The pioneer spirit is still vigorous within this nation. Science offers a largely unexplored hinterland for the pioneer who has the tools for his task. The rewards of such exploration both for the Nation and the individual are great. Scientific progress is one essential key to our security as a nation, to our better health, to more jobs, to a higher standard of living, and to our cultural progress.

The “pioneer spirit” is curiosity–the pursuit of knowledge. Scientific progress is essential to “the benefit and use of life” in the form of security, health, jobs, standard of living, and cultural progress.

New products, new industries, and more jobs require continuous additions to knowledge of the laws of nature, and the application of that knowledge to practical purposes.

How do we increase this scientific capital? First, we must have plenty of men and women trained in science, for upon them depends both the creation of new knowledge and its application to practical purposes. Second, we must strengthen the centers of basic research which are principally the colleges, universities, and research institutes.

Here we have, essentially, Bacon’s two concerns repeated and recast. What sort of persons should do the work? Those trained in science. For what purpose do they work? To make additions to the laws of nature, so these can be applied for practical purposes. What does it mean to be trained in science?  Is that merely an induction into clevernesses? Folks in it for the money, or for self-promotion? Or does it mean persons who have made a commitment to getting to the truth of things, speaking plainly, and following observation and explanation where these lead?

The publicly and privately supported colleges, universities, and research institutes are the centers of basic research. They are the wellsprings of knowledge and understanding. As long as they are vigorous and healthy and their scientists are free to pursue the truth wherever it may lead, there will be a flow of new scientific knowledge to those who can apply it to practical problems in Government, in industry, or elsewhere.

The position of the university, like that of the investigator, is one devoted to being a “wellspring of knowledge and understanding” which in turn will support those working on practical problems. This is not quite the statement of the linear model that some would have it.  While there is a movement from basic to applied, there is no indication that the subject of study in basic is anything pertaining to the use made for practical problems, nor that the “practical problem” of greatest import is “applying the results of basic research.”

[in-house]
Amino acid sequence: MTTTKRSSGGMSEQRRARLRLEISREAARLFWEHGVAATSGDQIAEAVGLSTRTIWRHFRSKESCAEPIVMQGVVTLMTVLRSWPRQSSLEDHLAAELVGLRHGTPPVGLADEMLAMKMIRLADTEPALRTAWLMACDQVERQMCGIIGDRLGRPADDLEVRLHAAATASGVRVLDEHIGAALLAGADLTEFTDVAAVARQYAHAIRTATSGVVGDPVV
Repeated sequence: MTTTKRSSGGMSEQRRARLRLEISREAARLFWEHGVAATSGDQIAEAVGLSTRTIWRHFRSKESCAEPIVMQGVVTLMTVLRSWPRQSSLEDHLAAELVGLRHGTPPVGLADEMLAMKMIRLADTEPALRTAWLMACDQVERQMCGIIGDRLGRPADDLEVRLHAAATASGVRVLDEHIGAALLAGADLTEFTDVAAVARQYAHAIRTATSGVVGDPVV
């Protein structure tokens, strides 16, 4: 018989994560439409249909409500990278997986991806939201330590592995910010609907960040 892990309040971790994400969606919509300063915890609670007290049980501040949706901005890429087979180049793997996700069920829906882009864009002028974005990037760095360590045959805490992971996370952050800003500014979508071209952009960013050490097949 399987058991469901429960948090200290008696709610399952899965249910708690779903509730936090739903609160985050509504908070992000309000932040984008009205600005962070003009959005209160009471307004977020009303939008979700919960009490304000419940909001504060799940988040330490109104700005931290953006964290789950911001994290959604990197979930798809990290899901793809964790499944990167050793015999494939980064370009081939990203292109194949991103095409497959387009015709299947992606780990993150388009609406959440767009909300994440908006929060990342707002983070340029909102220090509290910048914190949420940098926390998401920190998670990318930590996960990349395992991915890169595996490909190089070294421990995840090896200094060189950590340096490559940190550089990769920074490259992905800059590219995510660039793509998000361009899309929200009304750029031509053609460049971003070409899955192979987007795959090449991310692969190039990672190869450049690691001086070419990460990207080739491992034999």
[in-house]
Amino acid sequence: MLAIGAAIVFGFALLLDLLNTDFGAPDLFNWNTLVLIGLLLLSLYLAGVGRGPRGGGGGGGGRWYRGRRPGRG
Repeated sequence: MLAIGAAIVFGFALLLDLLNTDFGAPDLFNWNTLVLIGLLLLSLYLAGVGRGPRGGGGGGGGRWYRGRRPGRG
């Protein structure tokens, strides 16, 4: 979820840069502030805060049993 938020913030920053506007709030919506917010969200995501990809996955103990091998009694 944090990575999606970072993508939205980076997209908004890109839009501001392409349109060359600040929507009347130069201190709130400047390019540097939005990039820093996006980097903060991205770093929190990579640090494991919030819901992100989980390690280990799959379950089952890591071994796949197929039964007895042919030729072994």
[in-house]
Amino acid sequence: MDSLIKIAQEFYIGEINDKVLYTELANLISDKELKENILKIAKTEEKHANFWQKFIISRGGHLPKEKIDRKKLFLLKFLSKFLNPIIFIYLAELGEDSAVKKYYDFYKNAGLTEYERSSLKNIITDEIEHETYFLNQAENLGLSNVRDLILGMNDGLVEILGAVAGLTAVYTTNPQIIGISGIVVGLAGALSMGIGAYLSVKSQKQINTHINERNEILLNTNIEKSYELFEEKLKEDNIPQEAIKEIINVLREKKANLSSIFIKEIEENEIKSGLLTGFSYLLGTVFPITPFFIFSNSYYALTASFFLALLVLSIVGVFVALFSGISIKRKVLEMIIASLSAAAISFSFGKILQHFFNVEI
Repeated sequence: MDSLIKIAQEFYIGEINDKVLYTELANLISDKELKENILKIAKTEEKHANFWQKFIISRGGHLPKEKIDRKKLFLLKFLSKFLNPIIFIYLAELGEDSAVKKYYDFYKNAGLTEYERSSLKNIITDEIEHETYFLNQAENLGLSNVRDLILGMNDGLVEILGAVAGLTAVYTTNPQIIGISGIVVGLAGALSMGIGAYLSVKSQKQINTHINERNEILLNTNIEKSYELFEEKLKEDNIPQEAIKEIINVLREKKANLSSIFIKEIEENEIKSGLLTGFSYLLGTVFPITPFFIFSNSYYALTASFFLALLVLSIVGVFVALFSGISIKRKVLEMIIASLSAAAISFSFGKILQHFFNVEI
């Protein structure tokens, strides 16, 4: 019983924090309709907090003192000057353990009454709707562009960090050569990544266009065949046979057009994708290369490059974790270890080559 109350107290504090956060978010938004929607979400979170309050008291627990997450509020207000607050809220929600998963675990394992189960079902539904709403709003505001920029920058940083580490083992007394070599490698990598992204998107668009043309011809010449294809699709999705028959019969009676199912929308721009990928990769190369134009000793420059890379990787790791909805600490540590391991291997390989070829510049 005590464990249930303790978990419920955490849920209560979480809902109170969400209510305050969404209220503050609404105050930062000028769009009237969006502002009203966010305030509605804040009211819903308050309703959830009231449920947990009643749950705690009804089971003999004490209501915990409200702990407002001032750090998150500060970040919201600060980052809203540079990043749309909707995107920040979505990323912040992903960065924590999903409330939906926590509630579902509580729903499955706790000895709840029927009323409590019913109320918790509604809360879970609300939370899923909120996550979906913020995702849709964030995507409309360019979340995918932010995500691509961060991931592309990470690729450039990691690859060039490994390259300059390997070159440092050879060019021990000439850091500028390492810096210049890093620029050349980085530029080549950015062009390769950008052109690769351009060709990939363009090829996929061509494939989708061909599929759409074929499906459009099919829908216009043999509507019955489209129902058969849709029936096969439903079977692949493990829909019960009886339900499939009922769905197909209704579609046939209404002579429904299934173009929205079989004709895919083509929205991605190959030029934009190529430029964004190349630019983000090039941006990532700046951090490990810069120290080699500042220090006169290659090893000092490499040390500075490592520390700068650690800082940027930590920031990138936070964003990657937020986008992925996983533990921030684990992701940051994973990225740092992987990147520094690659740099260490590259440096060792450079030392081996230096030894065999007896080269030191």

Bush, like Bacon, seeks out people of moral quality, and does the same for institutions. The university and research institute have a similar moral standing in American society. They are not to be mouthpieces for political agendas or profit-making ventures, nor to oppose these, but to be grounded in a kind of institutional integrity that justifies their public support. To create organizational conflicts of interest with this standing is to move away from the justifications for public support.

In addition to arguing for augmenting basic science and scientific training, Bush calls for revisions to the tax code to give benefits for basic research and to the patent law to mitigate abuses and uncertainties. He also argues for efforts to bring the results of basic research to “industries which do not now utilize scientific knowledge.” For this, one might observe, that the effort of technology transfer is not so much to find ways to license university discoveries to industries that already use scientific discoveries, but rather to work with the industries that generally do not. That would be quite a change in orientation for university tech transfer.

Bush argues for “freedom of inquiry”:

Scientific progress on a broad front results from the free play of free intellects, working on subjects of their own choice, in the manner dictated by their curiosity for exploration of the unknown.